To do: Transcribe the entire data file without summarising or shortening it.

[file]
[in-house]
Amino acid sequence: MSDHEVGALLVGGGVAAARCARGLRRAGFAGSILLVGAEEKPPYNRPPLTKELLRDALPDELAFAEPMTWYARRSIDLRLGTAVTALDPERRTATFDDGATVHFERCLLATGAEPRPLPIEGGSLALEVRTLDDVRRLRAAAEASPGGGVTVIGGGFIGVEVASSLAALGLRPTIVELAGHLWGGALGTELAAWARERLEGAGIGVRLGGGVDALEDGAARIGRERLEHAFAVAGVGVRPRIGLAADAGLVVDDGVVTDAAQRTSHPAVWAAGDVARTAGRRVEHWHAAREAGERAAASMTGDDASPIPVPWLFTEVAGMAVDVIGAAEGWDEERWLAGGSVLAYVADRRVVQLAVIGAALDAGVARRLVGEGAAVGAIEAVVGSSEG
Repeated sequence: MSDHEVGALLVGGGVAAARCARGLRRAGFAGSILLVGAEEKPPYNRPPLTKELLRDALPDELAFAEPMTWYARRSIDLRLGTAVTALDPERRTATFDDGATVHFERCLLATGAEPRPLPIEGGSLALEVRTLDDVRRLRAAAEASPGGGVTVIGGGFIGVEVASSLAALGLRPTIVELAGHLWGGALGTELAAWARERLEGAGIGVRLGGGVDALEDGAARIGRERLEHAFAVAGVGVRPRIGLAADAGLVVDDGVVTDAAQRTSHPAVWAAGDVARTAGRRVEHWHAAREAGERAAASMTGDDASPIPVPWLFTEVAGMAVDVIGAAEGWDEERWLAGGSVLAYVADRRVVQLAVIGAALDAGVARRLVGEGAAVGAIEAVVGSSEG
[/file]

[in-house]
Amino acid sequence: MSDHEVGALLVGGGVAAARCARGLRRAGFAGSILLVGAEEKPPYNRPPLTKELLRDALPDELAFAEPMTWYARRSIDLRLGTAVTALDPERRTATFDDGATVHFERCLLATGAEPRPLPIEGGSLALEVRTLDDVRRLRAAAEASPGGGVTVIGGGFIGVEVASSLAALGLRPTIVELAGHLWGGALGTELAAWARERLEGAGIGVRLGGGVDALEDGAARIGRERLEHAFAVAGVGVRPRIGLAADAGLVVDDGVVTDAAQRTSHPAVWAAGDVARTAGRRVEHWHAAREAGERAAASMTGDDASPIPVPWLFTEVAGMAVDVIGAAEGWDEERWLAGGSVLAYVADRRVVQLAVIGAALDAGVARRLVGEGAAVGAIEAVVGSSEG
Repeated sequence: MSDHEVGALLVGGGVAAARCARGLRRAGFAGSILLVGAEEKPPYNRPPLTKELLRDALPDELAFAEPMTWYARRSIDLRLGTAVTALDPERRTATFDDGATVHFERCLLATGAEPRPLPIEGGSLALEVRTLDDVRRLRAAAEASPGGGVTVIGGGFIGVEVASSLAALGLRPTIVELAGHLWGGALGTELAAWARERLEGAGIGVRLGGGVDALEDGAARIGRERLEHAFAVAGVGVRPRIGLAADAGLVVDDGVVTDAAQRTSHPAVWAAGDVARTAGRRVEHWHAAREAGERAAASMTGDDASPIPVPWLFTEVAGMAVDVIGAAEGWDEERWLAGGSVLAYVADRRVVQLAVIGAALDAGVARRLVGEGAAVGAIEAVVGSSEG